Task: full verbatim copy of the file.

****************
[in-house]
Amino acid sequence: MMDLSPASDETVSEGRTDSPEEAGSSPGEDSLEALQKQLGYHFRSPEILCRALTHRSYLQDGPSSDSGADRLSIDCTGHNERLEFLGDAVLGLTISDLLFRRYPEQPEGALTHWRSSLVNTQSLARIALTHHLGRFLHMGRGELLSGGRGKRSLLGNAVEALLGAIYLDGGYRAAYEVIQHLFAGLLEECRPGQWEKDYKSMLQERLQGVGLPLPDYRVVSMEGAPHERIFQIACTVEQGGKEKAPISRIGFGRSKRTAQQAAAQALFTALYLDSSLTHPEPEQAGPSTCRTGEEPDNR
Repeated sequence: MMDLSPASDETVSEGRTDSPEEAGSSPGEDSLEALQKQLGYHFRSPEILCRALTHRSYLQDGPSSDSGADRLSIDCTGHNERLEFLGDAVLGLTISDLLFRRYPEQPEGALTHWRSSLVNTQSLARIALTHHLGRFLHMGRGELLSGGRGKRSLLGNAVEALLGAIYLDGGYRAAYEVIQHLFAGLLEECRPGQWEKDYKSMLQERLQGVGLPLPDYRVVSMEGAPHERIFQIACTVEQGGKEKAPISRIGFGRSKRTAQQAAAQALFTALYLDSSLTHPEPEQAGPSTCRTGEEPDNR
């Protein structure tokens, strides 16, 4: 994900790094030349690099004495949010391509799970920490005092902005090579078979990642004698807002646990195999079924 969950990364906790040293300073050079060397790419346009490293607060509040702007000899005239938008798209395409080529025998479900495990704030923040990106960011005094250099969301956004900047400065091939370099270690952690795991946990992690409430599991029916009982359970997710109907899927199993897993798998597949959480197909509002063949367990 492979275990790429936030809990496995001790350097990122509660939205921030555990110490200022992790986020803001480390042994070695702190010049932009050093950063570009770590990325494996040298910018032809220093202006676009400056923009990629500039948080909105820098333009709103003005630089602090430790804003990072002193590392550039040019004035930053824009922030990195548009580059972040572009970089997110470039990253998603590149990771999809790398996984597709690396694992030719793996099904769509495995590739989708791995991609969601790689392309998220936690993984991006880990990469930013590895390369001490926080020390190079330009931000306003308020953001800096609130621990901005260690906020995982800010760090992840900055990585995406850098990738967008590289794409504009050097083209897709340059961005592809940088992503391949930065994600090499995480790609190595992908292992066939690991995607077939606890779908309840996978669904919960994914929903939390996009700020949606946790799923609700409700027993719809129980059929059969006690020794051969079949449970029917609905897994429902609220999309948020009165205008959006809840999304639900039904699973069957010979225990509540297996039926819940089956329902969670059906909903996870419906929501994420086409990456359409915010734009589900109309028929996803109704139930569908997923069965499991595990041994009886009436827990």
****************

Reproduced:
[in-house]
Amino acid sequence: MMDLSPASDETVSEGRTDSPEEAGSSPGEDSLEALQKQLGYHFRSPEILCRALTHRSYLQDGPSSDSGADRLSIDCTGHNERLEFLGDAVLGLTISDLLFRRYPEQPEGALTHWRSSLVNTQSLARIALTHHLGRFLHMGRGELLSGGRGKRSLLGNAVEALLGAIYLDGGYRAAYEVIQHLFAGLLEECRPGQWEKDYKSMLQERLQGVGLPLPDYRVVSMEGAPHERIFQIACTVEQGGKEKAPISRIGFGRSKRTAQQAAAQALFTALYLDSSLTHPEPEQAGPSTCRTGEEPDNR
Repeated sequence: MMDLSPASDETVSEGRTDSPEEAGSSPGEDSLEALQKQLGYHFRSPEILCRALTHRSYLQDGPSSDSGADRLSIDCTGHNERLEFLGDAVLGLTISDLLFRRYPEQPEGALTHWRSSLVNTQSLARIALTHHLGRFLHMGRGELLSGGRGKRSLLGNAVEALLGAIYLDGGYRAAYEVIQHLFAGLLEECRPGQWEKDYKSMLQERLQGVGLPLPDYRVVSMEGAPHERIFQIACTVEQGGKEKAPISRIGFGRSKRTAQQAAAQALFTALYLDSSLTHPEPEQAGPSTCRTGEEPDNR
């Protein structure tokens, strides 16, 4: 994900790094030349690099004495949010391509799970920490005092902005090579078979990642004698807002646990195999079924 969950990364906790040293300073050079060397790419346009490293607060509040702007000899005239938008798209395409080529025998479900495990704030923040990106960011005094250099969301956004900047400065091939370099270690952690795991946990992690409430599991029916009982359970997710109907899927199993897993798998597949959480197909509002063949367990 492979275990790429936030809990496995001790350097990122509660939205921030555990110490200022992790986020803001480390042994070695702190010049932009050093950063570009770590990325494996040298910018032809220093202006676009400056923009990629500039948080909105820098333009709103003005630089602090430790804003990072002193590392550039040019004035930053824009922030990195548009580059972040572009970089997110470039990253998603590149990771999809790398996984597709690396694992030719793996099904769509495995590739989708791995991609969601790689392309998220936690993984991006880990990469930013590895390369001490926080020390190079330009931000306003308020953001800096609130621990901005260690906020995982800010760090992840900055990585995406850098990738967008590289794409504009050097083209897709340059961005592809940088992503391949930065994600090499995480790609190595992908292992066939690991995607077939606890779908309840996978669904919960994914929903939390996009700020949606946790799923609700409700027993719809129980059929059969006690020794051969079949449970029917609905897994429902609220999309948020009165205008959006809840999304639900039904699973069957010979225990509540297996039926819940089956329902969670059906909903996870419906929501994420086409990456359409915010734009589900109309028929996803109704139930569908997923069965499991595990041994009886009436827990």